Gauley Bhai

The Band

Gauley Bhai ("the boy from back home/of the neighbourhood" in Nepali, lit. "younger brother from the village") is a transtraditional rock band, based in Bangalore and Kalimpong. In 2017, a group of friends met in a jam room in Bangalore - Siddhant, Veecheet and Anudwatt from Kalimpong (Gorkhaland - nepali-speaking north-east India) & Joe from Calicut (Kerala). They began creating music that reflected their journeys of migration. The music drew from sounds of their childhood, growing up in small towns, and the fractures of life in a city.

Over the years, through many ups and downs including a global pandemic, their search for a unique sound carries on. Their eclectic influences range from Nepali folk (Jhalakman Gandharva, Bir Bahadur Biswakarma), South-Indian Singari rhythms, Malian folk (Bassekou Kouyate & Ngoni Ba), Tuareg rock (Tamikrest, Mdou Moctar), western guitarists like Marc Ribot or R.L Burnside, and of course the great classics of rock, blues and hiphop from the US.

In 2019, they released their debut album Joro ("fever" in Nepali), a thematic exploration that weaves together love, identity and memory. The next album in making reflects their individual & collective journeys, the personal and the political, in all its beauty and tragedy. Unhindered by labels, their music continues to be genre-fluid, dynamic in its inspiration and exploration: perhaps it can only be defined in the way it makes you move and groove.

The band describes their music as a combination of rock, contemporary ethnic & regional roots music, creating with the spirit of a jam band.

Veecheet Dhakal (violin / vocals)
Siddhant Mani Chettri (guitar)
Anudwatt Dhakal (bass)
Joe Panicker (drums)
Samuel Amulraj (sound engineer)


Debut Album

"Joro"— Crowdfunded, self-produced debut album.
June 2019.

Artwork by Devashish Guruji


& reviews

Without context, I would have put Gauley Bhai’s ‘Joro’ right next to Tinariwen and Imarhan in my imaginary library of records, mindlessly mistaking their infectious Nepali songs for Tuareg music. The parallels might begin with the idea of a rock outfit emulating its ethnic folk music, but don’t end there.

The varying shades of its tracks elevate the release from being just a collection of songs to being a cohesive album suitable for an engaging listen-through. With ‘Joro’, I can imagine myself ignoring all its background information and its merit as the work of a young emerging act, decidedly cueing it between my records of choice, and not missing a beat.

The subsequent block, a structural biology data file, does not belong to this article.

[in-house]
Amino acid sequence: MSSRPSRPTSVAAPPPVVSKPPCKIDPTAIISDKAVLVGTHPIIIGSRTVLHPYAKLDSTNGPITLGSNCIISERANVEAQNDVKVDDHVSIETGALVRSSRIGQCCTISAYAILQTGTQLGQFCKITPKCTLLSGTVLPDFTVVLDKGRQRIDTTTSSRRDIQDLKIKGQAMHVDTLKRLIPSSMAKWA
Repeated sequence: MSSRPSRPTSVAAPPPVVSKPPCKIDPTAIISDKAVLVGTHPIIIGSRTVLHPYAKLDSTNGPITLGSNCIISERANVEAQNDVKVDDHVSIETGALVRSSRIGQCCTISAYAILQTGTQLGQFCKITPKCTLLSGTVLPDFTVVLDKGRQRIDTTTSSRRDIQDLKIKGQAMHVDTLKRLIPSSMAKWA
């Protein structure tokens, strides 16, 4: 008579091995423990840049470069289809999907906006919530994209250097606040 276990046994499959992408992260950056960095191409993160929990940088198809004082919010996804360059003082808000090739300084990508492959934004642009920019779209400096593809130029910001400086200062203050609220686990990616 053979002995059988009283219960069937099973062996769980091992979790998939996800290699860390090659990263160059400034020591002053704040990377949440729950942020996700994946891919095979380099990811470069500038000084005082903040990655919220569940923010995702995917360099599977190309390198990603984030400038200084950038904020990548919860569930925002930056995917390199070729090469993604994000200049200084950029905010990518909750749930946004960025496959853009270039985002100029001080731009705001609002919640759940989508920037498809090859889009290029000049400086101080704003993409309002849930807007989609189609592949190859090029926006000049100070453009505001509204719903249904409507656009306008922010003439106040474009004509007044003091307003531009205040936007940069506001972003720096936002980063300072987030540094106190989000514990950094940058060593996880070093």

excerpts from "Review: ‘Joro’ By Gauley Bhai". Wild City. Amaan Khan (2019, June 13). Article.

Joro hits you like a gust of fresh air in a stuffy room when it's 80 degrees outside. The musical stylings of this four-piece band are eclectic, innovative, and vigorously energetic. Even in recordings of their live performances, their energy is infectious, perfect for grooving along to while locked down inside and a pandemic rages outdoors. 

Joro is a refreshing album, one not bound by geography or style. The band members take liberally from a diverse range of musical styles, effortlessly incorporating them into a sound that is completely their own. Even the violin that Veecheet plays sounds eerily like a sarangi. 

Songs like Simrayo bear a distinctly African blues vibe with its finger-picking intro and its syncopated rhythm. Joe’s drums and Siddhant’s guitar play off each other, despite going off in their own directions. Anudwatt’s bass slips and slides like an eel, providing some much-needed grounding, despite each track threatening to spin off into an extended jam session. 

Veecheet sings in thet Nepali, his vocals resonating with echoes of the Gandharvas. Jhalakman Gandharva, Hira Waiba, Bipul Chettri and Cadenza Collective are among their Nepali music influences. But their sonic palette is wide-ranging, combining sounds from a musical renaissance in the west African country of Mali with idiosyncratic choices like neo-soul superstar D’Angelo, bassist extraordinaire Jaco Pastorius & drum prodigy Chris ‘Daddy’ Dave.

excerpts from "Breaking the fever with Gauley Bhai’s Joro". The Record Nepal. Pranaya SJB Rana (2021, May 17). Article.
Press Releases

Hear Bengaluru-Based Gauley Bhai’s Hypnotic Rock Debut ‘Joro’.
Rolling Stone India. Anurag Tagat (2019, June 5).

Review: ‘Joro’ By Gauley Bhai.
Wild City. Amaan Khan (2019, June 13).

Gauley Bhai’s debut album, Joro, evokes a longing for a faraway home.
The Indulge Express. Anagha M (2019, June 20).

Tune Of The Mountain- Gauley Bhai Album Review.
Rock Street Journal. Shaswata Kundu Chaudhuri (2019, June 21).

New Gauley Bhai Video Is A Brilliant Piece Of Dark Comedy.
Rock Street Journal. Madhusudan Raman (2019, November 14).

Moving songs from the boys next door.
The Nepali Times. Sewa Bhattarai (2020, June 7).

Gauley Bhai: On a wild note.
The New Indian Express. Muneef Khan (2020, June 30).

On a hopeful note.
The New Indian Express. Simran Ahuja (2020, October 3).

Breaking the fever with Gauley Bhai’s Joro.
The Record Nepal. Pranaya SJB Rana (2021, May 17).

Music Video





Dates 2023

18/11 | Pine Tree Festival - Kurseong (India)

24/11 | Freemason's Brewworks - Guwahati (India)

25/11 | The Evening Club - Shillong (India)

01/12 | Momo I Am - Kolkata (India)

03/12 | NH7 Weekender - Pune (India)

15/12 | Magnetic Fields - Jaipur (India)


Pritam Singh
[email protected]
Whatsapp: +91 8826767387